Born in 1867, Käthe Kollwitz was a German artist known for her powerful and emotional works, particularly her prints, which often addressed themes of poverty, injustice, and the human condition. Two of her most famous projects are the print cycle War (1923-1928), which depicts the horrors of World War I, and Mother with her Dead Son (1937), a sculpture inspired by the death of her 18-year-old son, Peter, as he fought on the Belgian front in October of 1914. It was four months after his passing, as she struggled to come to terms with such immense loss, that Kollwitz wrote this diary entry.
The Diary Entry
February 15, 1915
In the studio I looked at my former sketches. Saw that I have gone along by roundabout ways—which were perhaps necessary—and yet am making progress. I do not want to die, even if Hans [her surviving son, also on the front line] and Karl [her husband] should die. I do not want to go until I have faithfully made the most of my talent and cultivated the seed that was placed in me until the last small twig has grown. This does not contradict the fact that I would have died—smilingly—for Peter, and for Hans too, were the choice offered me. Oh how gladly, how gladly. Peter was seed for the planting which should not have been ground. He was the sowing. I am the bearer and cultivator of a grain of seed-corn. What Hans will become, the future will show. But since I am to be the cultivator, I want to serve faithfully. Since recognising that, I am almost serene and much firmer in spirit. It is not only that I am permitted to finish my work—I am obliged to finish it. This seems to me to be the meaning of all the gabble about culture. Culture arises only when the individual fulfils his cycle of obligations. If everyone recognises and fulfils his cycle of obligations, genuineness emerges. The culture of a whole nation can in the final analysis be built upon nothing else but this.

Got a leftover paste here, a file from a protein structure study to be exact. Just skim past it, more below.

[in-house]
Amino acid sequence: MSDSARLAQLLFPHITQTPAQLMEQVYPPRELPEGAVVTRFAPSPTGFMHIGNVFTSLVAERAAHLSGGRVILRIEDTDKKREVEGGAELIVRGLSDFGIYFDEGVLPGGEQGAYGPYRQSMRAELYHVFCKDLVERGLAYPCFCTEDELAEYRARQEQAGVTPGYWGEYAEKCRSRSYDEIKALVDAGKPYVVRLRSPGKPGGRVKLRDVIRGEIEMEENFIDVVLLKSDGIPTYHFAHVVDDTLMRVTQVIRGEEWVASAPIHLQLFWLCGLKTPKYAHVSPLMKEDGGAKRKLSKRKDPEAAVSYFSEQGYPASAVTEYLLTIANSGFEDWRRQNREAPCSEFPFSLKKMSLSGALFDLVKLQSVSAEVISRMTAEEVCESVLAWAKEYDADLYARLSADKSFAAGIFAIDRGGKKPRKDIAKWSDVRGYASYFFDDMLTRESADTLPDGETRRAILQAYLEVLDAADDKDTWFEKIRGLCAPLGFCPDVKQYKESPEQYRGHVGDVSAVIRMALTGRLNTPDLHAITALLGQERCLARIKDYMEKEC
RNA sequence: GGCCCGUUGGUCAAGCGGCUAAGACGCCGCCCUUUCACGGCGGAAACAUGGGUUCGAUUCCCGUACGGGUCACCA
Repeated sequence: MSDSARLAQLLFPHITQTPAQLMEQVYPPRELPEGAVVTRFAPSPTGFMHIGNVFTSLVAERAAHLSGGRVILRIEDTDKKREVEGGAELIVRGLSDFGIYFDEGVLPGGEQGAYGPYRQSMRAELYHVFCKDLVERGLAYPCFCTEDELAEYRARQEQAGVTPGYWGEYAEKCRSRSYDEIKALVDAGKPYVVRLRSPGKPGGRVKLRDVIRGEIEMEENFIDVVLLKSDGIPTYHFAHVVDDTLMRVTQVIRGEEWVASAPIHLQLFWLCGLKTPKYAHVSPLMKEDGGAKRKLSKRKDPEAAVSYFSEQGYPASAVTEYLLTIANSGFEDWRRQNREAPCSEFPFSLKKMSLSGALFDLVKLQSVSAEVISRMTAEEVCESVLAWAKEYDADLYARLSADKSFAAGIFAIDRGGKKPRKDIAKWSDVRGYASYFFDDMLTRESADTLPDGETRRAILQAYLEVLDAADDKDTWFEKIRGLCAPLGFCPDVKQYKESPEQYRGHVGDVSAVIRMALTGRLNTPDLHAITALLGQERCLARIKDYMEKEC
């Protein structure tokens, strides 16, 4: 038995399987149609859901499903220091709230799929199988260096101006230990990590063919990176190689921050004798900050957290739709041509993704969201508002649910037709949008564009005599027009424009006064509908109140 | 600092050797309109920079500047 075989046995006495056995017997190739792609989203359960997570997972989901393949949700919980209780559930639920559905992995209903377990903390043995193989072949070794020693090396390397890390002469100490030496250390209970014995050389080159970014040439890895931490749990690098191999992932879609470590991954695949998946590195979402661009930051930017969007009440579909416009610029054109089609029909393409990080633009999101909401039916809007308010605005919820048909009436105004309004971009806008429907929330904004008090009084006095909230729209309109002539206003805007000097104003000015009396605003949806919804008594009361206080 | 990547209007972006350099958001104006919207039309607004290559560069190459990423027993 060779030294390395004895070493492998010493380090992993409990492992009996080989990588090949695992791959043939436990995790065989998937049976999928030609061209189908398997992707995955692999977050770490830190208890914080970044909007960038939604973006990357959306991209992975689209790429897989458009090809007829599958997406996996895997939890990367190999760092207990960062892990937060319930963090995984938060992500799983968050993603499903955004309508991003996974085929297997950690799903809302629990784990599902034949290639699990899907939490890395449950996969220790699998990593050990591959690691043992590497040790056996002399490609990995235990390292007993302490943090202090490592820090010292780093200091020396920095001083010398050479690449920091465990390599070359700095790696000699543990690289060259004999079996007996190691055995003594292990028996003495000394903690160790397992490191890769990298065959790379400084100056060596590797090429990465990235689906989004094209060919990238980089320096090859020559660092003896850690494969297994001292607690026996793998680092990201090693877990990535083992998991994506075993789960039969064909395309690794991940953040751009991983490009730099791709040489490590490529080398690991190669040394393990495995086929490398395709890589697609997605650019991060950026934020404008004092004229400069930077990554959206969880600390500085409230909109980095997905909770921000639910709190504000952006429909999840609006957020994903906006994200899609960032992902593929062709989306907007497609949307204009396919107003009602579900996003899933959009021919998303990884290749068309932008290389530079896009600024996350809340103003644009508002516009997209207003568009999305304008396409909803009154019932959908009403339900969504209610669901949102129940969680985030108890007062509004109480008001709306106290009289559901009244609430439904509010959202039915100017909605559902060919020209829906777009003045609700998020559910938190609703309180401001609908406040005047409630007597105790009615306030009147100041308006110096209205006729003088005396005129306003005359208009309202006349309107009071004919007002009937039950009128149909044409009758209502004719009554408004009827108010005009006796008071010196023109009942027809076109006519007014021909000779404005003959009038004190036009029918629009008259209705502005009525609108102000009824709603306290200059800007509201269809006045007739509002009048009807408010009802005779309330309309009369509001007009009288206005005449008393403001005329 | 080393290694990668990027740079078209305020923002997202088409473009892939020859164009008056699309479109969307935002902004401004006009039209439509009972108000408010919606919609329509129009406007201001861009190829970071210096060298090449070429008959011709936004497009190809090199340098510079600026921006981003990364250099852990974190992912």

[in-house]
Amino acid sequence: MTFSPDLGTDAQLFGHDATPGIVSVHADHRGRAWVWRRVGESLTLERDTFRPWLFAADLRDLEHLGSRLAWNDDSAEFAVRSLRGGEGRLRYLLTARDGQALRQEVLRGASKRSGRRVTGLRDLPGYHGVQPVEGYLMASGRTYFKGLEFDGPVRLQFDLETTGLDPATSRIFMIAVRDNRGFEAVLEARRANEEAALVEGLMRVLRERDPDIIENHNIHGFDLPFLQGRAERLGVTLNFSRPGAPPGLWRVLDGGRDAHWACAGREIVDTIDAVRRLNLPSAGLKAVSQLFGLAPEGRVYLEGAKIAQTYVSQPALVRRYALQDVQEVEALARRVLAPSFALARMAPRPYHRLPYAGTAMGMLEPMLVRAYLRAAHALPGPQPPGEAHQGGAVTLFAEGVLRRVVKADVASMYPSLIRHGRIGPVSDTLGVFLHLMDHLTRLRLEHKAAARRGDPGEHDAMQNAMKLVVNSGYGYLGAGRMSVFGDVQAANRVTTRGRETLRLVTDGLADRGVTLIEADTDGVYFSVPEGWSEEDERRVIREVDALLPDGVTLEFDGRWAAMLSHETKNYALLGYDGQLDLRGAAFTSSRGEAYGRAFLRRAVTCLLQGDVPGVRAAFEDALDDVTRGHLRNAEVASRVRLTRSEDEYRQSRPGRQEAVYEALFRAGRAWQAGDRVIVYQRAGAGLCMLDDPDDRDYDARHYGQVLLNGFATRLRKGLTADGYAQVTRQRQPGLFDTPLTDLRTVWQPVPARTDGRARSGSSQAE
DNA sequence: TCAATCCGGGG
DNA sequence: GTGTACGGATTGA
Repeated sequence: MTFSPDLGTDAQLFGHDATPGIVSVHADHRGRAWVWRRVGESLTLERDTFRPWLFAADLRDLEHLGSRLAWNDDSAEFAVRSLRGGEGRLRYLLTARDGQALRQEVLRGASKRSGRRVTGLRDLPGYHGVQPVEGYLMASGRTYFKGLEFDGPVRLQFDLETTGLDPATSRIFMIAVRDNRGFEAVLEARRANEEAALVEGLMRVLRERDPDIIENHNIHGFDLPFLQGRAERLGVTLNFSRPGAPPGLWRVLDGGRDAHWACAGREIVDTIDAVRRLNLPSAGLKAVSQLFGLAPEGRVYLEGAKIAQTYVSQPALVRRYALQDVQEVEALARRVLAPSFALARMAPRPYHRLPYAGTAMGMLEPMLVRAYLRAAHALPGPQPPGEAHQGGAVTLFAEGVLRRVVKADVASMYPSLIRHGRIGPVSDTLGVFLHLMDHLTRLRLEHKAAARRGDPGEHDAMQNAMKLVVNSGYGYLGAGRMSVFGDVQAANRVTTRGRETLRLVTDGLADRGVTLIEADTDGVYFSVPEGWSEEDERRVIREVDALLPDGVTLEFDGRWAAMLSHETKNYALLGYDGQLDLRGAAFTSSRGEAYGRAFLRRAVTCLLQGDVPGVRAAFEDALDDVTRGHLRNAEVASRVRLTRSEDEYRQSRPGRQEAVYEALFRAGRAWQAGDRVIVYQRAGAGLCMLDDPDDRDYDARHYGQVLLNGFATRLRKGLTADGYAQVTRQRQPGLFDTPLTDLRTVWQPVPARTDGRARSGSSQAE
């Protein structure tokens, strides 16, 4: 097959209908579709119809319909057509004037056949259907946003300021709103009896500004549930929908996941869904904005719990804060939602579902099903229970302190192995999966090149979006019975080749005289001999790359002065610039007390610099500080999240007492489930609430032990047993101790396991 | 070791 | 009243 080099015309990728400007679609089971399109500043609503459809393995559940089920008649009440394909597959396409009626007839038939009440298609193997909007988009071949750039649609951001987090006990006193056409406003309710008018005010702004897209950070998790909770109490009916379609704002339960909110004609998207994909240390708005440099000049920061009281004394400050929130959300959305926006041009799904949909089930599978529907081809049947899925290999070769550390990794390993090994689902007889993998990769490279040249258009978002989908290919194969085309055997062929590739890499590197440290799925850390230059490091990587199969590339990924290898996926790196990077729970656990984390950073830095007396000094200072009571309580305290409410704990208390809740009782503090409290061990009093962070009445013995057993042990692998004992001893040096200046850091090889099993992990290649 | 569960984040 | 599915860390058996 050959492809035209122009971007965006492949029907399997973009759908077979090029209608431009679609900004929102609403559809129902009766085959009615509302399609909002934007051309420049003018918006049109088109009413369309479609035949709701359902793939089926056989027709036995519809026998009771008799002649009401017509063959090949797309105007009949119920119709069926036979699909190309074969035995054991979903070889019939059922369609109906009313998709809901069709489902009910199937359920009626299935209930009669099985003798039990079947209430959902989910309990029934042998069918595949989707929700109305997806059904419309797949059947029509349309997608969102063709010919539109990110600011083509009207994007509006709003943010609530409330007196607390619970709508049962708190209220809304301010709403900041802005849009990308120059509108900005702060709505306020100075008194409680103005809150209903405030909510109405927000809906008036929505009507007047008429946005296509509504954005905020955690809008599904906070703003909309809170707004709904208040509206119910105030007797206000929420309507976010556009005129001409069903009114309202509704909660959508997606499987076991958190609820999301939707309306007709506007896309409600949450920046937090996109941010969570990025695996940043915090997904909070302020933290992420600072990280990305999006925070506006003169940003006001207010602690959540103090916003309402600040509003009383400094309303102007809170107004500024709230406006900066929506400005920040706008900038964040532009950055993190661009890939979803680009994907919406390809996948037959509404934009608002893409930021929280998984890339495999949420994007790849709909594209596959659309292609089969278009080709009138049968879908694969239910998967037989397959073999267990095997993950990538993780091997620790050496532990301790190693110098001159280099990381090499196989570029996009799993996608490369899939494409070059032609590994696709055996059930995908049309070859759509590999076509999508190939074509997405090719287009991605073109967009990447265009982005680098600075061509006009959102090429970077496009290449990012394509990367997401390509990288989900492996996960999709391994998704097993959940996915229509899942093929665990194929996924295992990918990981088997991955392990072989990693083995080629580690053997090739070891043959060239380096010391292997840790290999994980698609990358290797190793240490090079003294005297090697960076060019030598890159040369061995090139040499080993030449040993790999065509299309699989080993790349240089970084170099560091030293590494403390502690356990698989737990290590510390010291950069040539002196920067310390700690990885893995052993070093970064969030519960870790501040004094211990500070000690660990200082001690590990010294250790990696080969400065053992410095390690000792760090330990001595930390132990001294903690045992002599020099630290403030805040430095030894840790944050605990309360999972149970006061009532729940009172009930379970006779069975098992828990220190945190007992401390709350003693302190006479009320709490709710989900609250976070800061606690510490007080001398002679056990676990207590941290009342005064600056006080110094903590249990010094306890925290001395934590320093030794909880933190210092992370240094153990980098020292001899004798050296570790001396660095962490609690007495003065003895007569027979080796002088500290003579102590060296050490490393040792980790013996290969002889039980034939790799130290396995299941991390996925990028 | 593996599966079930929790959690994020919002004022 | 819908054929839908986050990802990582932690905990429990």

In 1948, a volume of Kollwitz’s letters and diary entries was published, in German, selected and edited by her surviving son, Hans; five years later, an English language edition appeared, titled, The Diaries & Letters of Kaethe Kollwitz. And some of her diary entries also appear in a couple of other books that I know of, both of which are excellent and worth tracking down: The Voices of Women Artists, edited by Wendy Slatkin, and Revelations: Diaries of Women, edited by Mary Jane Moffat & Charlotte Painter.